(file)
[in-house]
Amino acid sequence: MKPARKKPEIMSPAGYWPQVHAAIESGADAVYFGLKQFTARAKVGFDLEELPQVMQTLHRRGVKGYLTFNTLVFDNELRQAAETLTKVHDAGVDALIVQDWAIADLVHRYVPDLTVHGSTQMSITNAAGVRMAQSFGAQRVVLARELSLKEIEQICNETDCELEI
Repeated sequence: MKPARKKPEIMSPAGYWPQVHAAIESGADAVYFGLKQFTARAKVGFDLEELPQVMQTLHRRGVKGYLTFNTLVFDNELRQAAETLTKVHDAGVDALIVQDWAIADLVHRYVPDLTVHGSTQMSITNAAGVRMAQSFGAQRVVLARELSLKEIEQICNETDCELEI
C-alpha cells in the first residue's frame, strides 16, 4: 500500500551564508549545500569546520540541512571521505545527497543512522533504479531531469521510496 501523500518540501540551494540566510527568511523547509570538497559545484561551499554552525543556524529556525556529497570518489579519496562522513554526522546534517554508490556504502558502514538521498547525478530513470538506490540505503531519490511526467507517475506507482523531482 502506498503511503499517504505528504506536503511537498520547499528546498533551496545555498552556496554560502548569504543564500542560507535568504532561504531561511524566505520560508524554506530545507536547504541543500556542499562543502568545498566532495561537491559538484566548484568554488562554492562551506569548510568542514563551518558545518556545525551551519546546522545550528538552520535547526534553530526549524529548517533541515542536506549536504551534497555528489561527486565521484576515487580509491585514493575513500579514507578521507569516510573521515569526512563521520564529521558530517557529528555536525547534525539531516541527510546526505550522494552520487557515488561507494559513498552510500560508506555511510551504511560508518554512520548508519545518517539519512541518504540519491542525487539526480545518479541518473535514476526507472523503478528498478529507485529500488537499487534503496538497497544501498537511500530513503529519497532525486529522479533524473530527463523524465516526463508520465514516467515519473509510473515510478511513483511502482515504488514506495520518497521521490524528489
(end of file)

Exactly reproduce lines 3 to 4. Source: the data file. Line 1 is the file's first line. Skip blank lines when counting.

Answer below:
Repeated sequence: MKPARKKPEIMSPAGYWPQVHAAIESGADAVYFGLKQFTARAKVGFDLEELPQVMQTLHRRGVKGYLTFNTLVFDNELRQAAETLTKVHDAGVDALIVQDWAIADLVHRYVPDLTVHGSTQMSITNAAGVRMAQSFGAQRVVLARELSLKEIEQICNETDCELEI
C-alpha cells in the first residue's frame, strides 16, 4: 500500500551564508549545500569546520540541512571521505545527497543512522533504479531531469521510496 501523500518540501540551494540566510527568511523547509570538497559545484561551499554552525543556524529556525556529497570518489579519496562522513554526522546534517554508490556504502558502514538521498547525478530513470538506490540505503531519490511526467507517475506507482523531482 502506498503511503499517504505528504506536503511537498520547499528546498533551496545555498552556496554560502548569504543564500542560507535568504532561504531561511524566505520560508524554506530545507536547504541543500556542499562543502568545498566532495561537491559538484566548484568554488562554492562551506569548510568542514563551518558545518556545525551551519546546522545550528538552520535547526534553530526549524529548517533541515542536506549536504551534497555528489561527486565521484576515487580509491585514493575513500579514507578521507569516510573521515569526512563521520564529521558530517557529528555536525547534525539531516541527510546526505550522494552520487557515488561507494559513498552510500560508506555511510551504511560508518554512520548508519545518517539519512541518504540519491542525487539526480545518479541518473535514476526507472523503478528498478529507485529500488537499487534503496538497497544501498537511500530513503529519497532525486529522479533524473530527463523524465516526463508520465514516467515519473509510473515510478511513483511502482515504488514506495520518497521521490524528489